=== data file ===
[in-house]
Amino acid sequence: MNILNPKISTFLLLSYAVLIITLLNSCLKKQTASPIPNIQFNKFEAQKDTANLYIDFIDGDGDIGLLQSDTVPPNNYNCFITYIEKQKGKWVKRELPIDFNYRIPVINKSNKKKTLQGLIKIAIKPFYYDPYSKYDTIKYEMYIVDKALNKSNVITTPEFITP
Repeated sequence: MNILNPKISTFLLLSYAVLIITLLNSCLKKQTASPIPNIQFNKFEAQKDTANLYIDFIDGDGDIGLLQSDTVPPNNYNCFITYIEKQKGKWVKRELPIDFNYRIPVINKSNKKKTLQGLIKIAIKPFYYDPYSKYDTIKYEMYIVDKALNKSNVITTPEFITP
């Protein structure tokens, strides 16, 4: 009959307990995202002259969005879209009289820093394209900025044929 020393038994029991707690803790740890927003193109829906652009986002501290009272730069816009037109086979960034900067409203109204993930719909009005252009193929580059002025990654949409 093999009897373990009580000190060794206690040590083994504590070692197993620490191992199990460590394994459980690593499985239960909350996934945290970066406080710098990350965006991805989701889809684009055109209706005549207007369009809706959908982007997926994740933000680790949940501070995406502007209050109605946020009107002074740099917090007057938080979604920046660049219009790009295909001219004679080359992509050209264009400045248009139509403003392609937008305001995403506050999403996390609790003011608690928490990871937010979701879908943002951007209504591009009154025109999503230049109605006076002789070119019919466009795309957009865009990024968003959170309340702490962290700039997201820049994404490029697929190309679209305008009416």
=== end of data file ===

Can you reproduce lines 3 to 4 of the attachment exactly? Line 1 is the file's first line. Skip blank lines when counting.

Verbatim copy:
Repeated sequence: MNILNPKISTFLLLSYAVLIITLLNSCLKKQTASPIPNIQFNKFEAQKDTANLYIDFIDGDGDIGLLQSDTVPPNNYNCFITYIEKQKGKWVKRELPIDFNYRIPVINKSNKKKTLQGLIKIAIKPFYYDPYSKYDTIKYEMYIVDKALNKSNVITTPEFITP
């Protein structure tokens, strides 16, 4: 009959307990995202002259969005879209009289820093394209900025044929 020393038994029991707690803790740890927003193109829906652009986002501290009272730069816009037109086979960034900067409203109204993930719909009005252009193929580059002025990654949409 093999009897373990009580000190060794206690040590083994504590070692197993620490191992199990460590394994459980690593499985239960909350996934945290970066406080710098990350965006991805989701889809684009055109209706005549207007369009809706959908982007997926994740933000680790949940501070995406502007209050109605946020009107002074740099917090007057938080979604920046660049219009790009295909001219004679080359992509050209264009400045248009139509403003392609937008305001995403506050999403996390609790003011608690928490990871937010979701879908943002951007209504591009009154025109999503230049109605006076002789070119019919466009795309957009865009990024968003959170309340702490962290700039997201820049994404490029697929190309679209305008009416």